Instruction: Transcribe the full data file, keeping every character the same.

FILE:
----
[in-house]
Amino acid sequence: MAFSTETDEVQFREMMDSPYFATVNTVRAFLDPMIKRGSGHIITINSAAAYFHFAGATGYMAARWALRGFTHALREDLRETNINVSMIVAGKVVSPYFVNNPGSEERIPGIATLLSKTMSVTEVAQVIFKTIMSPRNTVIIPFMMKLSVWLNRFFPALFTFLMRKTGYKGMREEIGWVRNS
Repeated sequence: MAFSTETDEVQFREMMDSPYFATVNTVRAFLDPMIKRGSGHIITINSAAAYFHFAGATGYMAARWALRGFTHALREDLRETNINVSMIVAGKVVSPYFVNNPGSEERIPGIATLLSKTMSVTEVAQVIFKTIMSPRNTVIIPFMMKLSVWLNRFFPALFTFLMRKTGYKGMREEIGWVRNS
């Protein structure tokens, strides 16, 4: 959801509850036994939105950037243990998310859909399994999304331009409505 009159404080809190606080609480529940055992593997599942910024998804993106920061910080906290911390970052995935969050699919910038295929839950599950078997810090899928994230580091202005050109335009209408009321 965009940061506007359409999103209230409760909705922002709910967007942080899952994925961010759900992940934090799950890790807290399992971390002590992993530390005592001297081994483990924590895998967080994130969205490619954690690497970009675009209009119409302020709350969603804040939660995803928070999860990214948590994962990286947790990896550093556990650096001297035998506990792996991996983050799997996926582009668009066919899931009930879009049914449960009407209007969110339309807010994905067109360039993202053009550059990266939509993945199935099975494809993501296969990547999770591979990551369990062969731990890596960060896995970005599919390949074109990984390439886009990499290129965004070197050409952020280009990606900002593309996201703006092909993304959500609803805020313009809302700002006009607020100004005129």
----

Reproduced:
[in-house]
Amino acid sequence: MAFSTETDEVQFREMMDSPYFATVNTVRAFLDPMIKRGSGHIITINSAAAYFHFAGATGYMAARWALRGFTHALREDLRETNINVSMIVAGKVVSPYFVNNPGSEERIPGIATLLSKTMSVTEVAQVIFKTIMSPRNTVIIPFMMKLSVWLNRFFPALFTFLMRKTGYKGMREEIGWVRNS
Repeated sequence: MAFSTETDEVQFREMMDSPYFATVNTVRAFLDPMIKRGSGHIITINSAAAYFHFAGATGYMAARWALRGFTHALREDLRETNINVSMIVAGKVVSPYFVNNPGSEERIPGIATLLSKTMSVTEVAQVIFKTIMSPRNTVIIPFMMKLSVWLNRFFPALFTFLMRKTGYKGMREEIGWVRNS
């Protein structure tokens, strides 16, 4: 959801509850036994939105950037243990998310859909399994999304331009409505 009159404080809190606080609480529940055992593997599942910024998804993106920061910080906290911390970052995935969050699919910038295929839950599950078997810090899928994230580091202005050109335009209408009321 965009940061506007359409999103209230409760909705922002709910967007942080899952994925961010759900992940934090799950890790807290399992971390002590992993530390005592001297081994483990924590895998967080994130969205490619954690690497970009675009209009119409302020709350969603804040939660995803928070999860990214948590994962990286947790990896550093556990650096001297035998506990792996991996983050799997996926582009668009066919899931009930879009049914449960009407209007969110339309807010994905067109360039993202053009550059990266939509993945199935099975494809993501296969990547999770591979990551369990062969731990890596960060896995970005599919390949074109990984390439886009990499290129965004070197050409952020280009990606900002593309996201703006092909993304959500609803805020313009809302700002006009607020100004005129």